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How cinema transforms mundane objects

Written by Simone | 7th February 2020

Movie magic has the ability to transform everything it touches. Everyday objects are used as movie props and turn into prominent collector’s items, especially if it manages to nab an Oscar. With the help of Movie Memorabilia expert Luud Smits, here are some of our favourite examples of pedestrian movie props that were given a new meaning in the eyes of the audience.

The scuba suit in The Graduate

A coming-of-age tale of sorts, The Graduate is filled with memorable moments from start to finish. The classic line “Mrs Robinson, you’re trying to seduce me, aren’t you?” and the image of Mrs Robinson slowly taking off her stocking on the movie poster were cemented into our collective memory. Yet it’s the scuba suit that Benjamin Braddock receives as a graduation gift from his father that became a visual touchpoint for an entire generation

The scene: At a party organised by his parents, Ben is forced to repeatedly answer generic questions about his future and dutifully listen to the advice his parents’ friends give him. Ben is eventually pressured to wear his newly gifted attire in front of the whole party, alienating him further. Harpoon at hand, he drops to the bottom of his parent’s pool, invoking a sense of lethargy that is palpable throughout the whole film and rang all too true with the film’s young audience.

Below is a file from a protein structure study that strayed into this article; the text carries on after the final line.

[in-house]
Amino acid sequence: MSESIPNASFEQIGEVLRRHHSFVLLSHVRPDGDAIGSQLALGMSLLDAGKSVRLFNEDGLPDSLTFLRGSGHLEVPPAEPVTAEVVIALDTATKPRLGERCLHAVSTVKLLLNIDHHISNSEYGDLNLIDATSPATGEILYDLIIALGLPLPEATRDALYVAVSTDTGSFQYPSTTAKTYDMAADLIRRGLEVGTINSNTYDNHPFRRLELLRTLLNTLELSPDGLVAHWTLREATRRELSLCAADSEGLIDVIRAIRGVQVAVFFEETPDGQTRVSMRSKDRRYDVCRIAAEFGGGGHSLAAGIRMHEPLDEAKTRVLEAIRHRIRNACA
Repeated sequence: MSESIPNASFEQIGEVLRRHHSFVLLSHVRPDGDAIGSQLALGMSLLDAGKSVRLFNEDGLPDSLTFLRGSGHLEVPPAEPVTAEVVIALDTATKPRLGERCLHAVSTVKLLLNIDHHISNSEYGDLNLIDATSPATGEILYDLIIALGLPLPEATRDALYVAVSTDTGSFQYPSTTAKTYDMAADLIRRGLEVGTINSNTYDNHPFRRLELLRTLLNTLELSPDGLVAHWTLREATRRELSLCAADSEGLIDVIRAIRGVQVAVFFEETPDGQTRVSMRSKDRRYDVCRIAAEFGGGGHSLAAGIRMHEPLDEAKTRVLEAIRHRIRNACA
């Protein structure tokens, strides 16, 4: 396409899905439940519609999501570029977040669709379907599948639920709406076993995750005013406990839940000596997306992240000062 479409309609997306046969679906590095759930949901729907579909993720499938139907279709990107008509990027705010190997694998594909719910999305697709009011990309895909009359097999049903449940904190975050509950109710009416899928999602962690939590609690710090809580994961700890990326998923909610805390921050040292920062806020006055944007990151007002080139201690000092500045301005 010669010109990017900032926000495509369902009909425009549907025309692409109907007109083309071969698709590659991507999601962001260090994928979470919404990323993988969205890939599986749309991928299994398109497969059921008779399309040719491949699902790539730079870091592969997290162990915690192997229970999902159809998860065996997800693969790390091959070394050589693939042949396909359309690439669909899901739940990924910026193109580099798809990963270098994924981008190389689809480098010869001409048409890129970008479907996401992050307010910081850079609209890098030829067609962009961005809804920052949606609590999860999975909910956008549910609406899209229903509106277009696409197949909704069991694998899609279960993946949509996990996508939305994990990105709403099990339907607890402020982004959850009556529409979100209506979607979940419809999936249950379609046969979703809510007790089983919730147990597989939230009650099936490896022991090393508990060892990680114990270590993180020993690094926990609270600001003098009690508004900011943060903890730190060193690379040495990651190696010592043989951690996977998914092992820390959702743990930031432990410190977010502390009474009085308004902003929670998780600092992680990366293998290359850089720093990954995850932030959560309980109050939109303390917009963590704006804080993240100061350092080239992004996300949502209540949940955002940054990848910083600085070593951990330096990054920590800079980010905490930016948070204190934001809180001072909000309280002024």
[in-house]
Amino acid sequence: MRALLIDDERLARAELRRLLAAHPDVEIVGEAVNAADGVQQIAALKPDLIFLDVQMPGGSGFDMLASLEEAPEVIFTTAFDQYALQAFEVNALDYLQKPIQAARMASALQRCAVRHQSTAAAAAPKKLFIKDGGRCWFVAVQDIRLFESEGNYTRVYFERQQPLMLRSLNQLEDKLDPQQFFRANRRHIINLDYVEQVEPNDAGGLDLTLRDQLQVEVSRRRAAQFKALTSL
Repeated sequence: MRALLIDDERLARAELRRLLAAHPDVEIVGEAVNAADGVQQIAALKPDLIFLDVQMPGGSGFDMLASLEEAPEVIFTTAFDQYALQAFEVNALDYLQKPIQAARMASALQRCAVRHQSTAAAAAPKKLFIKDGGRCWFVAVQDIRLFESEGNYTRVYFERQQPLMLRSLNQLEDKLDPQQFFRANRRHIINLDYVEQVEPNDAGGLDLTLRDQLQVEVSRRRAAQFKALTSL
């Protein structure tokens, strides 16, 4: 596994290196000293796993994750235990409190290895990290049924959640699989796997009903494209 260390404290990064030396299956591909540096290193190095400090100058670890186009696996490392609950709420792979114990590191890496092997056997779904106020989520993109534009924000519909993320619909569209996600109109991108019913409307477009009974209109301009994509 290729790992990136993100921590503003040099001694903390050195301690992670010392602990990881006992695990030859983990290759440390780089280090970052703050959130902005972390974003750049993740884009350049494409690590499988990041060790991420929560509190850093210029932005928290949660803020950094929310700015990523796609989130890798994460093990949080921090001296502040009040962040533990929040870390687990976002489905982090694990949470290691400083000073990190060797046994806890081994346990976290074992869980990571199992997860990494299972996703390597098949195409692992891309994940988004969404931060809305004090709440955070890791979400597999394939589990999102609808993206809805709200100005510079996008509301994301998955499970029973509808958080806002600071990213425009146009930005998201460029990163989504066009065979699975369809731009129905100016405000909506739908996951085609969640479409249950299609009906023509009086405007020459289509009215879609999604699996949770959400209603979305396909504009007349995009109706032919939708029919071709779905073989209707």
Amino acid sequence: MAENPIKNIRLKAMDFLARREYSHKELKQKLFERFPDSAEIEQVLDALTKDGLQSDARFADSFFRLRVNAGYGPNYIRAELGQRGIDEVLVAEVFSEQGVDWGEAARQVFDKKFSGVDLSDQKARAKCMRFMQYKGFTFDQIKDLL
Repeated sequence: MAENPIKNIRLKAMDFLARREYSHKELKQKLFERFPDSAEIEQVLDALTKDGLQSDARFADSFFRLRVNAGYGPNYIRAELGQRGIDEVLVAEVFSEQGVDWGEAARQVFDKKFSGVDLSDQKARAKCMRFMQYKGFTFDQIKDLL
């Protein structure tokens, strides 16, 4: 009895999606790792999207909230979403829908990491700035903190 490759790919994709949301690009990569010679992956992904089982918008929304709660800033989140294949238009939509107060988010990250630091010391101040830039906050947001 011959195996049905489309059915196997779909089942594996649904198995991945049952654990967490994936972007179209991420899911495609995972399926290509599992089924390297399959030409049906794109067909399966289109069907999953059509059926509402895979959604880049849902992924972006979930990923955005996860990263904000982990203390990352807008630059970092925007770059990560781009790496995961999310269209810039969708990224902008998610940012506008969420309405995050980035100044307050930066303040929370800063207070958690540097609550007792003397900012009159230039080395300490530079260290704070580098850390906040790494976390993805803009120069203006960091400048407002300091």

The window scraper in Fargo

A Coen Brothers’ classic, Fargo is almost impossible to categorise as demonstrated by its nomination in the ‘Best Musical or Comedy’ category of the 1997 Golden Globe Awards (Evita won). Jerry Lundgaard– a desperate and petty car salesman–is planning to have his wife kidnapped in order to extort a ransom from her rich father. Things quickly go south, and Frances McDormand’s Marge Gunderson–a pregnant, Minnesotan police chief–is left to solve the mysteries behind the weird series of deaths and events that follow.

The scene: After a meeting with his father-in-law proves frustrating, Jerry sulks to his car, only to find his window completely frozen. An aggravated Jerry starts frantically scraping the window. This is the first scene where he really starts to crumble and it marks a turning point when Marge is introduced and replaces Jerry as the protagonist. 

Later in the film, Steve Buscemi’s goonish Carl Showalter uses a similar red window scraper to mark where he buries the money. That he won’t be able to return to collect his treasure is almost certain, making this the second scene to feature a window scraper as a symbol of a character’s loss of control. 


The yellow Volkswagen bus in Little Miss Sunshine

Little Miss Sunshine follows a dysfunctional family as they travel cross-country for their daughter, Olive to enter the ‘Little Miss Sunshine’ child pageant. The film features a truly stellar cast including the likes of Toni Collette, Steve Carell, Greg Kinnear, Paul Dano and Alan Arkin. Its standout star is, however (next to Abigail Breslin) the yellow VW T2 Microbus that, eventually, honks them to their destination. 

The scene: Not able to set off on its own, the stick-shift Volkswagen needs to get to a certain speed and put into third gear to get going. This means the whole family has to band together to push the van and quickly jump in one-by-one. 

It’s the first scene where the family has to actively work together and put in actual effort to continue their journey for Olive. After they’ve made it into the van, it seems like they’re finally on the same page, so even though the car is slowly falling apart, the family is getting closer together. When they push the bus again, after hijacking the pageant, you can see how far they’ve come; how much they’ve all grown and what bright future is ahead. 


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